Alberta’s grade crossing network waving a red flag

Written by Bill Wilson, Editor-in-Chief
image description
The province of Alberta is where the most collisions at rail crossings happen in Canada.
File photo

There are plenty of flashing lights when it comes to Alberta’s railroad grade crossings.

The lights, however, show danger, not safety.

According to a recent Postmedia analysis of collision data and rail crossing inventories from the Transportation Safety Board and Transport Canada, Alberta rail crossings have been the most dangerous in Canada over the last two years.

Alberta has almost 3,000 grade crossings, which ranks fourth in the country, and it experienced the most collisions at those sights in 2020 and 2021. Alberta and Ontario had the same amount of deaths and serious injuries at grade crossings in 2021, but Ontario has almost 1,500 more crossings than Alberta. A crossing on 30 Street in Lethbridge was the No. 1 site for collisions in Canada in 2021.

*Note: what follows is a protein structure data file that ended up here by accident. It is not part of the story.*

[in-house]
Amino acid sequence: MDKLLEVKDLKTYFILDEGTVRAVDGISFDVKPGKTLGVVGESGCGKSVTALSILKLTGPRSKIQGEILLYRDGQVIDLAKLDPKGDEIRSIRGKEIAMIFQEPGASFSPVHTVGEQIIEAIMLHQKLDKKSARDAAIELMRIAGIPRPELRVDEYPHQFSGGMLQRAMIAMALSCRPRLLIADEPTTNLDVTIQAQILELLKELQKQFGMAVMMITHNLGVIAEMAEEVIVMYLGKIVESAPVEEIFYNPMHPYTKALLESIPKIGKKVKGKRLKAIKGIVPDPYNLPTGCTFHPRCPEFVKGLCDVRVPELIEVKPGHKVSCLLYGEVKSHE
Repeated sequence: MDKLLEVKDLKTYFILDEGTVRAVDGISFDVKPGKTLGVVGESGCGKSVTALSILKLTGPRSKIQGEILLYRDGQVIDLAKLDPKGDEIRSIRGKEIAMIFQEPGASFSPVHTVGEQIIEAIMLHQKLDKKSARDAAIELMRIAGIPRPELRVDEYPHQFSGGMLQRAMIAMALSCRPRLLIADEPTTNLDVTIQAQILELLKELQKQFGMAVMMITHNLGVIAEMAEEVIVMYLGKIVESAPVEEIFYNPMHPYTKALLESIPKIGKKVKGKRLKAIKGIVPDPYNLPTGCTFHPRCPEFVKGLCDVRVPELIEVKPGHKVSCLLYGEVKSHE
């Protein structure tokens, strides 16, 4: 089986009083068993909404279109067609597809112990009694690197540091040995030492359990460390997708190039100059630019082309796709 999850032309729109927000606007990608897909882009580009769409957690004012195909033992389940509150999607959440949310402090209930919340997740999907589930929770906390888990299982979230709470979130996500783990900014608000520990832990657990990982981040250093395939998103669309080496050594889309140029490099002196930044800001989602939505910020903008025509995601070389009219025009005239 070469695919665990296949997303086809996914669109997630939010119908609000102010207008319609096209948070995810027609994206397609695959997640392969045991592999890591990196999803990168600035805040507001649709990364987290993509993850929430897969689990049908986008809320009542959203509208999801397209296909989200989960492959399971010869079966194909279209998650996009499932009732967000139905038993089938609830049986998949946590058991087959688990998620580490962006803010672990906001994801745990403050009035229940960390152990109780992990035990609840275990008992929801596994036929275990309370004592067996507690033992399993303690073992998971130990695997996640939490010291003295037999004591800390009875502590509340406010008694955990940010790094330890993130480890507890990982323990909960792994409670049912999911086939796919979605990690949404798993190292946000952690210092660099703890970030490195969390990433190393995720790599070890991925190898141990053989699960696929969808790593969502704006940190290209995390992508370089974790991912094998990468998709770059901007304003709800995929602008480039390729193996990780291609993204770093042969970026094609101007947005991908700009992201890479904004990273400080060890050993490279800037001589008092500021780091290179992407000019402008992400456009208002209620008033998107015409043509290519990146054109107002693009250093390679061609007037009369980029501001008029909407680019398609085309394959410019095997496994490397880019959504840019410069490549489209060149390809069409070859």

More than 70% of crossings in Alberta are categorized as passive where just signs are posted to warn motorists and pedestrians. Another 15% of crossings have flashing lights and bells, but no gates.

The Transportation Safety Board overhauled safety standards with grade crossings back in 2014, and provinces originally had seven years to meet them. The deadline was later extended to Nov. 28, 2022, for high-priority crossings and Nov. 28, 2024, for all other crossings.

There are six high-priority crossings that need to be upgraded in Alberta, and 10 low-priority crossings that need work.

Read more articles on grade crossings.

Tags: , , , , , ,